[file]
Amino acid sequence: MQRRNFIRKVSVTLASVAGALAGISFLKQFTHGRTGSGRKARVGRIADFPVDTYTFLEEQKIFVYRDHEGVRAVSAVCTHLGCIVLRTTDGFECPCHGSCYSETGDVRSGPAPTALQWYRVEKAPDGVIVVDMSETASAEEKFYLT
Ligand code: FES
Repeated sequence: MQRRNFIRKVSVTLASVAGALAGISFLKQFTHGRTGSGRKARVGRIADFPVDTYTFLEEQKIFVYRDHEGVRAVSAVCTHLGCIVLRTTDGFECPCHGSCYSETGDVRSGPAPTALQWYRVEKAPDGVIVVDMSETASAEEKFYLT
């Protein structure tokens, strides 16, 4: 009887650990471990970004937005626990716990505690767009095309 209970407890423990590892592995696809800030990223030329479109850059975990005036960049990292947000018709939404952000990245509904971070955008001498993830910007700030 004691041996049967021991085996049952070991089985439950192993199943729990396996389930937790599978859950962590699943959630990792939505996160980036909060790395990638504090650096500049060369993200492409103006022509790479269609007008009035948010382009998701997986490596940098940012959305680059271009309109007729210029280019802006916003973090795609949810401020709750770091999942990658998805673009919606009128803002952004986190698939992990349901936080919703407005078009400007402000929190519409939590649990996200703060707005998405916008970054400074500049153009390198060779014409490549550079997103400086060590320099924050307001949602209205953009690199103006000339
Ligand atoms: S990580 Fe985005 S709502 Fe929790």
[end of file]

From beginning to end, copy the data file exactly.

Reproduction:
Amino acid sequence: MQRRNFIRKVSVTLASVAGALAGISFLKQFTHGRTGSGRKARVGRIADFPVDTYTFLEEQKIFVYRDHEGVRAVSAVCTHLGCIVLRTTDGFECPCHGSCYSETGDVRSGPAPTALQWYRVEKAPDGVIVVDMSETASAEEKFYLT
Ligand code: FES
Repeated sequence: MQRRNFIRKVSVTLASVAGALAGISFLKQFTHGRTGSGRKARVGRIADFPVDTYTFLEEQKIFVYRDHEGVRAVSAVCTHLGCIVLRTTDGFECPCHGSCYSETGDVRSGPAPTALQWYRVEKAPDGVIVVDMSETASAEEKFYLT
């Protein structure tokens, strides 16, 4: 009887650990471990970004937005626990716990505690767009095309 209970407890423990590892592995696809800030990223030329479109850059975990005036960049990292947000018709939404952000990245509904971070955008001498993830910007700030 004691041996049967021991085996049952070991089985439950192993199943729990396996389930937790599978859950962590699943959630990792939505996160980036909060790395990638504090650096500049060369993200492409103006022509790479269609007008009035948010382009998701997986490596940098940012959305680059271009309109007729210029280019802006916003973090795609949810401020709750770091999942990658998805673009919606009128803002952004986190698939992990349901936080919703407005078009400007402000929190519409939590649990996200703060707005998405916008970054400074500049153009390198060779014409490549550079997103400086060590320099924050307001949602209205953009690199103006000339
Ligand atoms: S990580 Fe985005 S709502 Fe929790």